AfREC and UWA Public Policy Institute Co-Convene Seminar on Urbanisation and Disease

December 15, 2019

On 26 November 2019 AfREC partnered with the UWA Public Policy Institute (PPI) to convene a roundtable lunch seminar by Prof. Roger Keil on “Perforated Boundaries: Emerging Constellations of Disease in an Era of Extended Urbanisation”. Roger Keil, Professor of Environmental Studies and Research Chair in Global Sub/Urban Studies at the University of York, Toronto, Canada, is currently a visiting scholar at UWA.

 

The roundtable deconstructed research on contemporary patterns of urbanisation, which Professor Keil argued is predominantly a form of suburbanisation, the spread of infectious disease, as well as community responses to the outbreaks of Ebola in urbanising West Africa and the Democratic Republic of the Congo (DRC). This work is linked to an ongoing project on Africa’s New Suburbanisms.

 

 Professor Keil presented the distilled results of a decade-long research project on global suburbanisation. “Much of urbanisation processes worldwide now occur at the rapidly evolving urban fringe. As suburbanisation and peri-urbanisation become characteristic features of the urban century, the future city, or urban life, takes shape at the margins. The arrangement of such a life becomes an increasingly central concern, not just of local communities, but also in tightly interdependent metropolitan social constellations.”
 

“Little is yet understood about the rapidly changing periphery exactly as it acquires the status of centrality both functionally and spatially: infrastructure, education, commercial centres, immigration and settlement are now happening there. Many challenges that define the urban region appear most accentuated at the edge, but remain unmet given the general lack of attention that the urban periphery has enjoyed in both scholarly and policy discourses.”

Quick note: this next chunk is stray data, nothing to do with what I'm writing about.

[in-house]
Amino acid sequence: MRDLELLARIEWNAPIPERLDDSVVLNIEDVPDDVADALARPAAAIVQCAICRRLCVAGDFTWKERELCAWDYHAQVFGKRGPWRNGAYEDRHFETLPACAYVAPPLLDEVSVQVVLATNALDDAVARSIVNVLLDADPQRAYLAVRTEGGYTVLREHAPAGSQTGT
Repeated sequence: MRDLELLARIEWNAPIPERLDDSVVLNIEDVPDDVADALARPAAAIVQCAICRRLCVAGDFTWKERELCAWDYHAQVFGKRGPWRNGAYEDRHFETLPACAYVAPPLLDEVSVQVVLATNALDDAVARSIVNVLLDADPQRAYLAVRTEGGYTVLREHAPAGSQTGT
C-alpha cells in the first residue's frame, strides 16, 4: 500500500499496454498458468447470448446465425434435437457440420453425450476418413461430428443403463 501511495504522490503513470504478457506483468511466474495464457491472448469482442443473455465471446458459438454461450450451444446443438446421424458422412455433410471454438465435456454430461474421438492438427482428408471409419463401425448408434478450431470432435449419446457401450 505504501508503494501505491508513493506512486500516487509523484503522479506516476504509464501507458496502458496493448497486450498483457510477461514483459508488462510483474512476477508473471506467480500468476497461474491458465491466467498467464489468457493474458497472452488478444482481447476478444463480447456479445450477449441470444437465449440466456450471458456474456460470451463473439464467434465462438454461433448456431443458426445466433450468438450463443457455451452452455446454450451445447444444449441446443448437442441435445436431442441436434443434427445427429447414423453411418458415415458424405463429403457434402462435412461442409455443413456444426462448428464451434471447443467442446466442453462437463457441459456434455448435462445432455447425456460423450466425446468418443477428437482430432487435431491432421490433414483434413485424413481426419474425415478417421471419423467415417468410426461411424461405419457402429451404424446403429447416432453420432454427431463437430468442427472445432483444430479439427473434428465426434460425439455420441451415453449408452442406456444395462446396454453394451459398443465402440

“Cities don’t just grow at the periphery where new, often perforated, boundaries of emerging pathologies are drawn. The new peripheries themselves establish connectivities by remaking the urban hierarchy of centre and periphery, and by changing their position in the global space of flows that now conditions the sub/urban world. Professor Keil will look particularly towards this area of peripheral vulnerabilities: infectious disease in suburban environments. He will discuss the political pathologies of the urban periphery by looking at the conceptual and empirical intersections of global suburbanisation with the emergence of new peripheral metabolisms and emerging infectious diseases. He will examine the ways in which the new peripheries are now cast in a field of tension between the changing regional hierarchical relationships and the changing global networked flows.”

 

Through marriage of these two conversations, Professor Keil invited guests to contemplate the relationships of urban peripheries and the spread of emerging infectious disease, using a case study on community responses to the Ebola outbreaks in West Africa and the DRC that he is involved in. His presentation reported on ongoing field work in Sierra Leone and Liberia and discuss what can be learned from how urban communities were involved in those countries’ successful fight against Ebola virus disease in 2014/5.

 

 

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